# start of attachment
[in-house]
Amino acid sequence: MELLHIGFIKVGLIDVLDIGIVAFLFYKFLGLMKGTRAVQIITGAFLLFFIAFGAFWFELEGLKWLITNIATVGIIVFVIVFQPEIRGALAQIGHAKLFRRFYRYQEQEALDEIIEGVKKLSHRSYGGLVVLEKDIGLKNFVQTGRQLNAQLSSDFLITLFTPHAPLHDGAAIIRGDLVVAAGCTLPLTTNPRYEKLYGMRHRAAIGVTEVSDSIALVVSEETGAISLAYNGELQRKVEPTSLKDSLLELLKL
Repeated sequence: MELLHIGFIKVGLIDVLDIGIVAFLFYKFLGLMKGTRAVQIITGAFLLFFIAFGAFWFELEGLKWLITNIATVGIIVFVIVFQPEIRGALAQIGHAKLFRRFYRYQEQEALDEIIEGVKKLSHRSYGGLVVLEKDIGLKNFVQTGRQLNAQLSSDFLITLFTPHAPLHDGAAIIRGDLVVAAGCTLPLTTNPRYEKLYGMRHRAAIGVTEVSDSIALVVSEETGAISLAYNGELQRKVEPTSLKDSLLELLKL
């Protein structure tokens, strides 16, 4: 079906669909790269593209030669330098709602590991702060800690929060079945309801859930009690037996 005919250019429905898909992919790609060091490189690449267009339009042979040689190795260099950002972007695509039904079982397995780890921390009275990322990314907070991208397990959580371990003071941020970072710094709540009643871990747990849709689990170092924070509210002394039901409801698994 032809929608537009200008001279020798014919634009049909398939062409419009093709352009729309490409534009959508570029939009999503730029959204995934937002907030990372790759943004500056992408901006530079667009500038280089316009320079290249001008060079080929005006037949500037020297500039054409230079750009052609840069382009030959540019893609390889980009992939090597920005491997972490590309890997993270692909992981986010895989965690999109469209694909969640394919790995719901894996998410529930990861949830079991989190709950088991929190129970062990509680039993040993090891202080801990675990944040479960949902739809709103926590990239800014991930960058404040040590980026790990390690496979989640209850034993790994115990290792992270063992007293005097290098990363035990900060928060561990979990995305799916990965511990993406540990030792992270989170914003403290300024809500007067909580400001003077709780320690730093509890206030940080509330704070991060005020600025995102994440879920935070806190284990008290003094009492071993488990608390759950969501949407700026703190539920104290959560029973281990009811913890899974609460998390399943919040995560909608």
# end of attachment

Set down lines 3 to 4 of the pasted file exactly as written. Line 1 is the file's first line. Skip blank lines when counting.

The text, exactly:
Repeated sequence: MELLHIGFIKVGLIDVLDIGIVAFLFYKFLGLMKGTRAVQIITGAFLLFFIAFGAFWFELEGLKWLITNIATVGIIVFVIVFQPEIRGALAQIGHAKLFRRFYRYQEQEALDEIIEGVKKLSHRSYGGLVVLEKDIGLKNFVQTGRQLNAQLSSDFLITLFTPHAPLHDGAAIIRGDLVVAAGCTLPLTTNPRYEKLYGMRHRAAIGVTEVSDSIALVVSEETGAISLAYNGELQRKVEPTSLKDSLLELLKL
């Protein structure tokens, strides 16, 4: 079906669909790269593209030669330098709602590991702060800690929060079945309801859930009690037996 005919250019429905898909992919790609060091490189690449267009339009042979040689190795260099950002972007695509039904079982397995780890921390009275990322990314907070991208397990959580371990003071941020970072710094709540009643871990747990849709689990170092924070509210002394039901409801698994 032809929608537009200008001279020798014919634009049909398939062409419009093709352009729309490409534009959508570029939009999503730029959204995934937002907030990372790759943004500056992408901006530079667009500038280089316009320079290249001008060079080929005006037949500037020297500039054409230079750009052609840069382009030959540019893609390889980009992939090597920005491997972490590309890997993270692909992981986010895989965690999109469209694909969640394919790995719901894996998410529930990861949830079991989190709950088991929190129970062990509680039993040993090891202080801990675990944040479960949902739809709103926590990239800014991930960058404040040590980026790990390690496979989640209850034993790994115990290792992270063992007293005097290098990363035990900060928060561990979990995305799916990965511990993406540990030792992270989170914003403290300024809500007067909580400001003077709780320690730093509890206030940080509330704070991060005020600025995102994440879920935070806190284990008290003094009492071993488990608390759950969501949407700026703190539920104290959560029973281990009811913890899974609460998390399943919040995560909608």